Growing up on the South Side of Chicago, I thought Texas was a foreign country and never dreamed I’d live there. But I knew I would be a writer. I wrote short stories about a spinster lady and her dog, a blond cocker spaniel (I desperately wanted a blond cocker spaniel). In high school, I submitted a story to Seventeen Magazine. It came back so fast I thought there was as rubber band in the mailbox.
My route to both Texas and a writing career was circuitous by way of graduate school in Missouri. I came to Texas because my then-husband was taking a surgical residency. I studied for my Ph.D. in English at TCU and learned to analyze, criticize, defend, support–anything but give in to my imagination. Fiction was over there on another shelf. But I did specialize in western literature, because we used to go to the Carter Museum—it was free and we were broke—and study the work of Remington and Russell.
Then a friend gave me the memoir of a woman born in a small East Texas town at the turn of the century. Her father, a deputy sheriff, jailed a man for drunkenness. Released, the man shot the father. Exciting stuff, but what could I do with it? Annotate? Rob it of every bit of life? I put it aside. Reading two or three young-adult novels inspired me, and I sat down to write a novel, making the daughter/narrator fourteen instead of four. After Pa Was Shot was published in 1978 as a young-adult novel, which was a complete surprise to me. It earned me the only New York Times book review I’ve ever gotten.
Since then I’ve written fiction for adults and young adults both, as well as lots of nonfiction for young readers. Since After Pa Was Shot, I’ve been characterized as a young-adult author, but that’s not quite accurate. I think the high point of my fiction career was a series of adult novels based on the lives of actual women—Elizabeth Armstrong Custer, Jessie Benton Frémont, Lucille Mulhall (the Wild West Show roper), and Etta Place, published in the nineties and just after by Bantam. I know they’re adult novels—one of my daughter was embarrassed by some of the passion and said, “You’re my mom. You’re not supposed to know that!”
I’ve probably written at least 40 nonfiction titles. Almost all are for young readers, and the majority of them are about women of the American West—I consider that the strongest focus of my career. One title, Extraordinary Women of the American West, profiled 65 women, everyone from Sacajawea to Barbara Jordan. After I’d written the first three historical novels, one friend joked I should tell Bantam I had 62 novels about women to go!
I think I write about women of the West because I admire them—they are women of courage and adventure, often fearless on horseback and as good as most men at survival on the frontier. They are the tomboys I never was. To this day, I’m leery of horses—I’ve ridden, but I was never happy about it. And I’ve never climbed trees. So maybe I’m balancing who I am (not that I’m unhappy with it) with who I’m not. But the American West, particularly in the 19th Century, offered women all kinds of opportunities that their sisters back East didn’t have. And the eternal optimism—women always said, “Come Spring . . . .” Come Spring, crops will grow, children will be healthy and strong, challenges will be met, and all will be well.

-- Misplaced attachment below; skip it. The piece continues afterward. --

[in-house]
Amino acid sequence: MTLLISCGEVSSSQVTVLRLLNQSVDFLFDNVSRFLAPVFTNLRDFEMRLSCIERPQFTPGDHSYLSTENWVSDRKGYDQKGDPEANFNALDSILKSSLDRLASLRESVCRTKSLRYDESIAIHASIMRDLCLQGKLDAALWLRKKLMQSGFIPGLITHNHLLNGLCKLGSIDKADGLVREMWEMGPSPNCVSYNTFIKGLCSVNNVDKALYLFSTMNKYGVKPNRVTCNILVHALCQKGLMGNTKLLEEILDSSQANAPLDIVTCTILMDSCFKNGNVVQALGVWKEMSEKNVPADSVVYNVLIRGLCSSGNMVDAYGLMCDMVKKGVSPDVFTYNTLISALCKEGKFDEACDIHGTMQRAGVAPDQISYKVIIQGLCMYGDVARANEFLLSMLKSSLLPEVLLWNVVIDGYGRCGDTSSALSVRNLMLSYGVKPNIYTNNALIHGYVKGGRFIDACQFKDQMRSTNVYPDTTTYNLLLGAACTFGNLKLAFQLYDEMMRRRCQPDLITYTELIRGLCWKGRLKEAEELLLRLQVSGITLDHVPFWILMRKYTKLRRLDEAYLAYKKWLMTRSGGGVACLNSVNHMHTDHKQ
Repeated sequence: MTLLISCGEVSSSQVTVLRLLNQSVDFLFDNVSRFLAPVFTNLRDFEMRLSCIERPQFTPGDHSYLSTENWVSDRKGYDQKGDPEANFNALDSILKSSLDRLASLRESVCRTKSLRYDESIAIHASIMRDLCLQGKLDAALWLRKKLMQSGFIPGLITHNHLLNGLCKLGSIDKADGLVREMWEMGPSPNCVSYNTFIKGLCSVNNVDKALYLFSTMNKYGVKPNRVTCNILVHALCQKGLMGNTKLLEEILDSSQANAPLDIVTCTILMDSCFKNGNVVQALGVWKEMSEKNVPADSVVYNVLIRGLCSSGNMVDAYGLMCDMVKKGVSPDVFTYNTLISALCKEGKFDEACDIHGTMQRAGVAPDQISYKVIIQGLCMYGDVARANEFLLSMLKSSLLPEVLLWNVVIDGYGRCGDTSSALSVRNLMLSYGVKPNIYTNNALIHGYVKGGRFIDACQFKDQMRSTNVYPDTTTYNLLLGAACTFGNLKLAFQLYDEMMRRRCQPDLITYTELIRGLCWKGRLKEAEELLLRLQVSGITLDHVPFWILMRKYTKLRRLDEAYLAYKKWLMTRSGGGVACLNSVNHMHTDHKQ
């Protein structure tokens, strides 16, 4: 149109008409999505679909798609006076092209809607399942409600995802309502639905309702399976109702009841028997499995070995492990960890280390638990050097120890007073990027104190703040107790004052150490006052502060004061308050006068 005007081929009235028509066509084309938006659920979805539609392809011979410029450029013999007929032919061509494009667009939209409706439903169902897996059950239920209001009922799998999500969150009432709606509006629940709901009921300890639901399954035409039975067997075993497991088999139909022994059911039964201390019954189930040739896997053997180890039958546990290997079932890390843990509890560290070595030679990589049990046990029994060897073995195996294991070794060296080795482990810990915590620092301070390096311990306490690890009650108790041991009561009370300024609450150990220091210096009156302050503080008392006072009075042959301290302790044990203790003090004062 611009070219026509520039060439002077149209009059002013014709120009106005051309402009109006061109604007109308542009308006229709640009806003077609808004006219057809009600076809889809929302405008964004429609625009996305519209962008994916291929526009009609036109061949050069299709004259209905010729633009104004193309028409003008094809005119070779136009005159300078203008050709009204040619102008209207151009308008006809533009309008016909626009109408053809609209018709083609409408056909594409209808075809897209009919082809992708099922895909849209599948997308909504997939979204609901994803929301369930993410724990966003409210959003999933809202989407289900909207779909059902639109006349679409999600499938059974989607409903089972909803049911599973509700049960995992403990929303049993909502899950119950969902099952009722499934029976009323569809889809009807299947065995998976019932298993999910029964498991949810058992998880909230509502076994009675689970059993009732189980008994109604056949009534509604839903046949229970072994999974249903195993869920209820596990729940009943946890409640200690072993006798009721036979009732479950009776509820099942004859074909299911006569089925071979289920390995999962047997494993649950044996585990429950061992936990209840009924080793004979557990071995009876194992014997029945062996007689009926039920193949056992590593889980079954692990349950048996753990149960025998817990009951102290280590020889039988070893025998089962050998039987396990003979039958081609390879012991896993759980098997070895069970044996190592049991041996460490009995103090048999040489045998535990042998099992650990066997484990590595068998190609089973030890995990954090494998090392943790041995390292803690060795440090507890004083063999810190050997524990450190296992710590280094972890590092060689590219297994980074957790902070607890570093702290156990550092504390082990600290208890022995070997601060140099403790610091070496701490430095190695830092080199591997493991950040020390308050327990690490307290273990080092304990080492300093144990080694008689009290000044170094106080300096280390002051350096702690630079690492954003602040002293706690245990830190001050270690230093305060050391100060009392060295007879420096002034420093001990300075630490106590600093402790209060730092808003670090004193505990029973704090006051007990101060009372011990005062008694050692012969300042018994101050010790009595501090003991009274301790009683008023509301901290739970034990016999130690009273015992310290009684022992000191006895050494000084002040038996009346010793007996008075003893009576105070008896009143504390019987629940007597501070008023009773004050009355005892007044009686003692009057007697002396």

I’ve earned my fair share of awards—the Spur from Western Writers of America, the Wrangler from the National Cowboy Hall of Fame, and a couple of years ago, to my complete surprise, the Owen Wister from WWA for lifetime achievement. But have I become rich and famous? No. I never did really break into New York publishing with any success, and I’ve come to peace with that. Do I have another novel in me? Maybe, maybe not. I’m still working ¾ time as director of TCU Press. But there’s that mystery I’m working on . . . . and a hundred small projects that keep me busy.
These days I mostly write young adult nonfiction on assignment from publishers. I joke that I write whatever will earn me a check, so I’ve written about everything from state histories to the history of surgery and the history of passenger boats. With every book, I learn a lot. But the women are still there—Henrietta King, Ma Ferguson, and others. I also spend more and more time writing about food. My cookbook, Cooking My Way through Life: Kids and Books in the Kitchen, will come out next year sometime.
Since most of my novels are out of print, I don’t have many copies, but I think there’s a box of Jessie in the attic. I’d be glad to give one copy to each of two readers (after I get my son-in-law to go up in the attic!). And do come visit me at my blog, Judy’s Stew, at http://www.judys-stew.blogspot.com. The stew? Kids, books and cooking, of course.
Oh yes, I’m the mother of four grown children and the grandmother of seven. I live in Fort Worth, Texas, and share my home with a wild Australian shepherd and a fluffy gray cat—and grandkids when they come to visit.